Wondering why ARM based devices like Raspberry Pi, Android phones, Routers etc. are not shipped with latest Linux kernel ? Is it simply due to lack of proprietary device driver support ? Like lack of opensource drivers for GPU,DSP etc ? Or they have some limitation to run latest kernel version ?
The Raspberry Pi does not really ship with any kernel at all; it does not include software, although you can buy it from some third party retailers with a pre-formatted SD card (and you can buy such a card separately). There are a number of binary GNU/Linux distributions specifically for the A/B/+ pi (since the Pi 2 is ARMv7, it does not require this and generic ARM distros can be used); they are mostly based on existing mainstream distributions and use the same versions of software except for the kernel, which is not vanilla and does include some proprietary bits. The latest version of that is 4.1, which is the same as the latest vanilla kernel at the time of this writing.
However, the pi kernel, like the official kernel, is independent of any distro and pi-centric distros do not necessarily use the latest available kernel just like normal distros do not necessarily use the latest available kernel.
With regard to Android, those kernels presumably contain even more proprietary stuff, and the base kernel itself is still not, I think, the same as the vanilla kernel -- I do not know what version the latest one is, but it would not be surprising if it is a little bit behind since there is more to double check in this case than with with the pi.
Actual Android manufacturers I'm familiar with do not update the kernel all that often, and they stop after a certain point because they have not promised to keep your device updateable into infinity. The reason they do not update it very often in the first place is presumably because "If it ain't broke, don't fix it" -- it is riskier to do this than to just leave it as it is.
This is a sane attitude; what would be totally crazy would be for consumer device manufacturers to try and keep up with kernel.org. That is not the point. Linux is open source and its development is public; you can access the same channels of communication and git repos as the kernel developers. It is not this way because they think everyone should upgrade as soon as they release something. It is that way because the development is public and open source. I can promise you that proprietary OS's are not kept updated to the absolute latest kernel from the outfit that produces them -- they are probably months and years behind -- but because you are not privy to the state of things there, you will not notice this.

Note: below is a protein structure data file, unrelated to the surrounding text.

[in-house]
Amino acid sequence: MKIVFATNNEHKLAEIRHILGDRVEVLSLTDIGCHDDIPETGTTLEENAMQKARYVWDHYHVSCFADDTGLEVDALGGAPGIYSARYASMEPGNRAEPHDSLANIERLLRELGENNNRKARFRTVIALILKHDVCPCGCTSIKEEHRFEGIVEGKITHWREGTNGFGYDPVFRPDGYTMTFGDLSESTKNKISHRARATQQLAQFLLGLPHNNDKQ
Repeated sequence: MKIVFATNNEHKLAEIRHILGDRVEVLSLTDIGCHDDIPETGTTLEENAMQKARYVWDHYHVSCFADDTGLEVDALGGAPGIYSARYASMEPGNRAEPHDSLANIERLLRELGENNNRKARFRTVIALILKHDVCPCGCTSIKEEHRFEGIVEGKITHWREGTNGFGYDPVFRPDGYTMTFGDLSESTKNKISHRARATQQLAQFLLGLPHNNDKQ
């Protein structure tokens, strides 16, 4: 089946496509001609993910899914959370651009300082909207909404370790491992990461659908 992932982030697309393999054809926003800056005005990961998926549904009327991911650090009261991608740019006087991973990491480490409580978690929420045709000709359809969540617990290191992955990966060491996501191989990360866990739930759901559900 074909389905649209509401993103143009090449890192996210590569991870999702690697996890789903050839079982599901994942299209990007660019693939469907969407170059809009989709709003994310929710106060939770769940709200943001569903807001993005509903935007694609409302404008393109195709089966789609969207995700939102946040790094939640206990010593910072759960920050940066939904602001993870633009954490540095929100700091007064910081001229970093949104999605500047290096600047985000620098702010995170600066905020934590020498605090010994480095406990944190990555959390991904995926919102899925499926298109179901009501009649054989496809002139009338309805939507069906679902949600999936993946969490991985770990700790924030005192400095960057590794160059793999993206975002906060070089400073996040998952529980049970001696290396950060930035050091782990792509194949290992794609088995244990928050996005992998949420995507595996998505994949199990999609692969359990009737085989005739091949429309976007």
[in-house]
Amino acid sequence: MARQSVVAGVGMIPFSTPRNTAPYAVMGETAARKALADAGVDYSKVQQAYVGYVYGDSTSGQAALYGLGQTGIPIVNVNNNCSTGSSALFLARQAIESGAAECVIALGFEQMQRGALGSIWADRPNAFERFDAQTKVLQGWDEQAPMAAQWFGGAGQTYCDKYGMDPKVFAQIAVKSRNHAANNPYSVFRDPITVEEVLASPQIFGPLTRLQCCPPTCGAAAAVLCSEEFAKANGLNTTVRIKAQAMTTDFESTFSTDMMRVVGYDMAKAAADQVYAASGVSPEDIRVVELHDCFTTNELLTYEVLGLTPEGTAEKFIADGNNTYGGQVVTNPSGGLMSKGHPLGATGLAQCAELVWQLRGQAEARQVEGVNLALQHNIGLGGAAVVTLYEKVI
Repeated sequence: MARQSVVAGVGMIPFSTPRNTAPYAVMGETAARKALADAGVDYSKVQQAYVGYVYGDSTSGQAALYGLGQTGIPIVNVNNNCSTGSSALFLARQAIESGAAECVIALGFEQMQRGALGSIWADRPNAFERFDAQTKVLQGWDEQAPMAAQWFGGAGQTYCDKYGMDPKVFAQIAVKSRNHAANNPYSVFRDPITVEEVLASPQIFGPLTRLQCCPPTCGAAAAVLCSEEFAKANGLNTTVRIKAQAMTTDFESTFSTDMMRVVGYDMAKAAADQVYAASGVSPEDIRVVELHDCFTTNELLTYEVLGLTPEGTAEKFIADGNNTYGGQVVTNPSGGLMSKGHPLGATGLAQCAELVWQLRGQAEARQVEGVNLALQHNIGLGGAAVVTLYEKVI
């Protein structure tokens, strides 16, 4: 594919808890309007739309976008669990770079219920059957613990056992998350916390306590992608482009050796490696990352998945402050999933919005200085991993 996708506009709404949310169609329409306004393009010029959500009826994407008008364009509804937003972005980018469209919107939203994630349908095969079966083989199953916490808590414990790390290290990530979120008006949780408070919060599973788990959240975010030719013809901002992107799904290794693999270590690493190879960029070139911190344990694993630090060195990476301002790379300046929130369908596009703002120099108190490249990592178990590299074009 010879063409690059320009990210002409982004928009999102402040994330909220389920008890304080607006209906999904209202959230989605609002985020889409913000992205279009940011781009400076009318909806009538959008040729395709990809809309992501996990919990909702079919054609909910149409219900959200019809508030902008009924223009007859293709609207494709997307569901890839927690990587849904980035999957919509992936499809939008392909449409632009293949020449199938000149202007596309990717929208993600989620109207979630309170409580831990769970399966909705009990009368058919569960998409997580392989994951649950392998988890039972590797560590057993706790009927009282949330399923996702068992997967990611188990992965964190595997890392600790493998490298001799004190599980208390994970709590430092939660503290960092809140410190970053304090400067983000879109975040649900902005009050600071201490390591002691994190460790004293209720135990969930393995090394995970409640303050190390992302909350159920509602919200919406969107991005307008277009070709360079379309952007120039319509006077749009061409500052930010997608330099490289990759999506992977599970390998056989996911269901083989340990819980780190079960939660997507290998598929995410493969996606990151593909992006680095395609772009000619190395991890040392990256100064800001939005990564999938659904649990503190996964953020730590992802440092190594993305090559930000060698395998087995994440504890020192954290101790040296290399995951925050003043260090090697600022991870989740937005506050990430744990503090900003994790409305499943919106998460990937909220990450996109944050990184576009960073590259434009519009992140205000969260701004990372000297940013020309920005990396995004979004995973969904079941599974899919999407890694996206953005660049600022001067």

In relation to that, it is also worth noting that Linux kernel development is independent of any distro. They are not working together, strictly speaking, so the purpose of a new kernel is not specifically to be deployed on Android or ARM or Debian. Those are independent entities that make their own decisions about what and what not to use. There is no reason for them to wake up in the morning and go, "Well, Mr. Torvalds released 4.2 -- better get on that".
One concrete illustration of the advantage of this relationship is that if kernel 4.2 turns out to have some bugs in it, distro X will not immediately suffer from those unless it blindly updates its kernel as soon as it is released. Instead, distro X can wait until 4.2 is reasonably field tested; if there are problems, it can be skipped and they can wait for the next one.
It is also probably not desirable for most end users to have their operating system kernel updated weekly. Distros don't release a 3.17.1, then a 3.17.2, then a 3.17.3. They may release a 3.17.2 then 3.18.5. The difference between these versions may not in fact be all that meaningful to most users -- so in addition to being irritating, it would be pointless.
The same logic applies to routers as to Android devices.